Production at 80-90% of normative levels: Hindustan Unilever3 min read . Updated: 02 Jun 2020, 08:44 PM IST
The lockdown towards the end of March prompted several FMCG companies to temporarily halt production as well as shut their warehouses and distribution centres
India’s top packaged consumer goods firm, Hindustan Unilever Ltd (HUL), on Tuesday said it has ramped up production to 80-90% of normative levels and majority of its suppliers in India, who were unoperational in the initial phase of the lockdown, have now resumed business.
“All our factories and all of our warehouses except one in Assam are open with the requisite government permissions and adherence to highest safety standards. Almost all our suppliers in India, who were not operating at all in the initial period of the lockdown, are now operational. All our office-based employees have continued to work-from-home with effect from 17th March, 2020," the maker of Kissan jams and Dove soaps said in a filing to the exchanges on Tuesday.
Workmen at the company’s Nabha plant, that it acquired as part of GSK Consumer Healthcare India Limited's merger with HUL, are currently on a strike, it said.
“We are working with all stakeholders to find a resolution and will take appropriate steps as required," HUL said in its update.
The lockdown towards the end of March prompted several FMCG companies to temporarily halt production as well as shut their warehouses and distribution centres.
As the country has moved to ease the lockdown, movement of people and vehicles has helped HUL reach more outlets and households.
However, HUL said it cannot with predict with certainty when demand in the certain categories will rebound, especially as companies deal with restoring their supplies in the market and service consumers who are struggling with financial uncertainty brought about by the lockdown.
This is likely to have a bearing on demand among Indian households.
“Lockdown has severely impacted the Fast Moving Consumer Goods (FMCG) market and the loss of livelihoods has taken a substantial toll on consumer demand," it said.
As a result, impact on discretionary categories like skin and hair care, and especially color cosmetics could could be more pronounced.
“With mobility restrictions, lockdown of retail spaces and fear of loss of income, the impact on discretionary categories like hair care, skin care and colour cosmetics is more accentuated. While we are seeing some demand revival in these categories, the exact time which these categories will take to recover fully remains to be seen," it added in its update.
Moreover, its out of home businesses comprising of ice creams and foods solutions and its consumer durables business of water “have been most severely impacted by the lockdown".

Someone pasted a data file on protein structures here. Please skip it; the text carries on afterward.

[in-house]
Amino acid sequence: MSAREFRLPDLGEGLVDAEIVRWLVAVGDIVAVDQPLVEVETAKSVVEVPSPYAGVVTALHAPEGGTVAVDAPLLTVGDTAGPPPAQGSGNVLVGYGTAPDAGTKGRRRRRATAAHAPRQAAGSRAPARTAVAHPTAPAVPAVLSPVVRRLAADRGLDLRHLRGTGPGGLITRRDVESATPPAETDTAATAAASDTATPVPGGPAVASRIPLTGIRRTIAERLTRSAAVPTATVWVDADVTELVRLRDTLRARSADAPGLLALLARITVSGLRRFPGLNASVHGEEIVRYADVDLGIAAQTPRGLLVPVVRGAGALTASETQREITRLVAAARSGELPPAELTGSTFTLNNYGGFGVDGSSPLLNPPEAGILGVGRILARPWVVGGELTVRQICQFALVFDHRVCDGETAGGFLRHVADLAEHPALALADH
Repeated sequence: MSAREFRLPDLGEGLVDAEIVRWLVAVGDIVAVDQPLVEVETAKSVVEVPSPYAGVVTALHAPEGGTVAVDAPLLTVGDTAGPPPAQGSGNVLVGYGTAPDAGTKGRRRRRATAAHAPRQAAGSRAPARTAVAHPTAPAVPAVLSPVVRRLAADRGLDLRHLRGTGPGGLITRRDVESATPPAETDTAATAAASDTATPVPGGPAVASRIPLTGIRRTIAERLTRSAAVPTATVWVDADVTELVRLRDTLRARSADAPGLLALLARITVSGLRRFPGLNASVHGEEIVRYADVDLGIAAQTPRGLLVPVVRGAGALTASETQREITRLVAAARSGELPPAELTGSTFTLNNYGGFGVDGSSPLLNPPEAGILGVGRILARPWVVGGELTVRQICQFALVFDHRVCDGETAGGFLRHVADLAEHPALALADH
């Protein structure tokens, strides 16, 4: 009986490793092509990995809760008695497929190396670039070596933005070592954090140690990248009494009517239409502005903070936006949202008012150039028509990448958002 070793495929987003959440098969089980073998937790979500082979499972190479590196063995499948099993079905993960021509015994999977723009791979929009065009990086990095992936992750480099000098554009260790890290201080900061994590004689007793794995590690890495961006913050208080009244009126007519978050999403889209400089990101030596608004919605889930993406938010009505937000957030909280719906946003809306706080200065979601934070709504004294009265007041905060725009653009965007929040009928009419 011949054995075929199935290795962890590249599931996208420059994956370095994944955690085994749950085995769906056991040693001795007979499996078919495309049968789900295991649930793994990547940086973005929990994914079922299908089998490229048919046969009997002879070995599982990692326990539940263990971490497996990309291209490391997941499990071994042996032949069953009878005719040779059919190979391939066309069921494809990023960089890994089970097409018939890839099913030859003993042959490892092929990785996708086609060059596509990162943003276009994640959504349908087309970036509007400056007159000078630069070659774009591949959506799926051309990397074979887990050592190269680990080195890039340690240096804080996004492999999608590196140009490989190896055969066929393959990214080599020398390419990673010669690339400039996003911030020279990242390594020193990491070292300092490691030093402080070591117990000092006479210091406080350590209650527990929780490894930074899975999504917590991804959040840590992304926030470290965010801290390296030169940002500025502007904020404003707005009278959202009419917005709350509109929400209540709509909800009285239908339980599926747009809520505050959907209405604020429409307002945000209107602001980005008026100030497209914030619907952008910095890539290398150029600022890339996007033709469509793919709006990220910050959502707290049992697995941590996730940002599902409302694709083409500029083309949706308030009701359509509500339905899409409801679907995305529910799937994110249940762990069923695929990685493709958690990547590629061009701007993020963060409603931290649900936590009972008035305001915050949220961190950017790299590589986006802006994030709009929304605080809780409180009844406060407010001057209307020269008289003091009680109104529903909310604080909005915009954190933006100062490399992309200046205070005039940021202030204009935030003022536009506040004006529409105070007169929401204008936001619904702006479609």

The lockdown announced in March had significantly shrunk HUL’s ability to manufacture goods as operations were down to just 5% of pre-covid normative levels.
However, things have subsequently improved in the months of April and May.
“The company has been working very closely with the government at different levels to ensure policy and permit compliances and reboot the supply line. We were able to gradually improve the operations to ~70% in the month of April and have now been able to ramp-up our production to 80-90% of normative levels," HUL said in its update.
The pandemic has also ushered several changes in consumer behavior—that HUL said it is responding to.
“We are staying close to our consumers with frequent digital interactions and through social listening. We are seeing heightened consumer focus on health, hygiene, and nutritional needs. Our portfolio comprising of categories like skin cleansing, home & hygiene, nutrition, tea, coffee and foods is well positioned to cater to these consumer demand spaces," it said.
Moreover, HUL said it is “operating with shorter planning cycles, stepping up agility, reducing complexity and working longer shifts to build resilience in our supply chain," in response to disruption in trade channels in the market.
The company has also collaborated, unlocked partnerships and implemented innovative delivery models.
In fact, the company’s B2B sales ordering app "Shikar" and its hyperlocal ordering platform of "Humara Shop" have witnessed increased adoption and usage by trade and consumers under the lockdown, it said.
The pandemic has also imposed incremental operating costs, on its business, HUL said.
“The pandemic has imposed incremental operating costs on the business. While there will be some impact on our profitability in the short term; however, it is difficult to assess the exact quantum at this stage," HUL said in its update
Moreover, the company is "reviewing all areas of cash generation and usage and re-evaluating all costs in the prevailing circumstances, so that we can continue to invest towards the best opportunities."
At the same time, we continue to judiciously deploy credit in order to support our partners and bring back normalcy in extended supply chain, it added.